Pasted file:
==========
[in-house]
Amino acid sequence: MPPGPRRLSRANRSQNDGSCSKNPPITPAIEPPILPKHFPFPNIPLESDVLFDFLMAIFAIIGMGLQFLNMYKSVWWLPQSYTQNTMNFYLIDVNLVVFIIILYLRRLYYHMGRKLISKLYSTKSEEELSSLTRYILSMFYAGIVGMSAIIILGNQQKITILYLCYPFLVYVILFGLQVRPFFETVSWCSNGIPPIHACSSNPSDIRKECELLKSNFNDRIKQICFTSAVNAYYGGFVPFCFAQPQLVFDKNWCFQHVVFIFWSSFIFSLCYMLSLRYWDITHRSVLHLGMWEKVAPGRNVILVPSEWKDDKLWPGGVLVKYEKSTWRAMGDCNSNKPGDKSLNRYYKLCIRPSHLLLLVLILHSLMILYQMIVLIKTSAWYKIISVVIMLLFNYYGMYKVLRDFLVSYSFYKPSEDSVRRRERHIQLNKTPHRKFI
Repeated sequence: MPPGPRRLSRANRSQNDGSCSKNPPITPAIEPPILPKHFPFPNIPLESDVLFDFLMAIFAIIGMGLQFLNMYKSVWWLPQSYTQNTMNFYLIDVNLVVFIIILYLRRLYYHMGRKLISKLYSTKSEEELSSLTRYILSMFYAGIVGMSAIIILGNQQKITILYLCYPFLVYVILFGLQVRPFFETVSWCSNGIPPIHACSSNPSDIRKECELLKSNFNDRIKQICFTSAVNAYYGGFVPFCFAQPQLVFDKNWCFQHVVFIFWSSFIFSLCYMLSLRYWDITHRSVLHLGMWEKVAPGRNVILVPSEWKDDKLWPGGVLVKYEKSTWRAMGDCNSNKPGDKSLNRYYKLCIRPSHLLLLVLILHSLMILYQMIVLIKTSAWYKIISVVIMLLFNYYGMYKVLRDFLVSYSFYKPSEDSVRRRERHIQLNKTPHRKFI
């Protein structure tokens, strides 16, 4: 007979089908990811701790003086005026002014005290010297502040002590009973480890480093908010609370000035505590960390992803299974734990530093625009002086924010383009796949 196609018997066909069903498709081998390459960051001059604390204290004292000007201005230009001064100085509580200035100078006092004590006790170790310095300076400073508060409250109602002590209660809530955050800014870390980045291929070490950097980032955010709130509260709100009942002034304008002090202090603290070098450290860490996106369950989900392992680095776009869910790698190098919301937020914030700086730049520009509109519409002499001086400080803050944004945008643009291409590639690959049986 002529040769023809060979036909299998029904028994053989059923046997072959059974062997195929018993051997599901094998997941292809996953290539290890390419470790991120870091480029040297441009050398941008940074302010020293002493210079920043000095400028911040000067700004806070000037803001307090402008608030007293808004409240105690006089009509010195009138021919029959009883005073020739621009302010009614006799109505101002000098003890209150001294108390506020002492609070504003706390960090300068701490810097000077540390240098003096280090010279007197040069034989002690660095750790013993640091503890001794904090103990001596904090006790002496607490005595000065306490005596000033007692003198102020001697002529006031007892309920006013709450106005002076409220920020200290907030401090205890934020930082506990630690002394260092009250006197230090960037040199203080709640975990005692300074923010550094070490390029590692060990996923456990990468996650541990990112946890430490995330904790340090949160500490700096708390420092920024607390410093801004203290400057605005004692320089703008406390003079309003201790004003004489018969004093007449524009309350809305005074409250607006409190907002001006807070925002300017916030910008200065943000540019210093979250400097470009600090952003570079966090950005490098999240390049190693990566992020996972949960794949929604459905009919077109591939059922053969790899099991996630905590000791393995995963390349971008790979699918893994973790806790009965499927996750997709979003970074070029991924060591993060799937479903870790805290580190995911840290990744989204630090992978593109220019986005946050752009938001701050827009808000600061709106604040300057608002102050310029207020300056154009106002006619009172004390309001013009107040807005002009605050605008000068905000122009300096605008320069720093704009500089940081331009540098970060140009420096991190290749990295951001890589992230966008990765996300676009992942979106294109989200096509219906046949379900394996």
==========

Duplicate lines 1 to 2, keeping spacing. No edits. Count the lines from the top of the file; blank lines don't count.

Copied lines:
[in-house]
Amino acid sequence: MPPGPRRLSRANRSQNDGSCSKNPPITPAIEPPILPKHFPFPNIPLESDVLFDFLMAIFAIIGMGLQFLNMYKSVWWLPQSYTQNTMNFYLIDVNLVVFIIILYLRRLYYHMGRKLISKLYSTKSEEELSSLTRYILSMFYAGIVGMSAIIILGNQQKITILYLCYPFLVYVILFGLQVRPFFETVSWCSNGIPPIHACSSNPSDIRKECELLKSNFNDRIKQICFTSAVNAYYGGFVPFCFAQPQLVFDKNWCFQHVVFIFWSSFIFSLCYMLSLRYWDITHRSVLHLGMWEKVAPGRNVILVPSEWKDDKLWPGGVLVKYEKSTWRAMGDCNSNKPGDKSLNRYYKLCIRPSHLLLLVLILHSLMILYQMIVLIKTSAWYKIISVVIMLLFNYYGMYKVLRDFLVSYSFYKPSEDSVRRRERHIQLNKTPHRKFI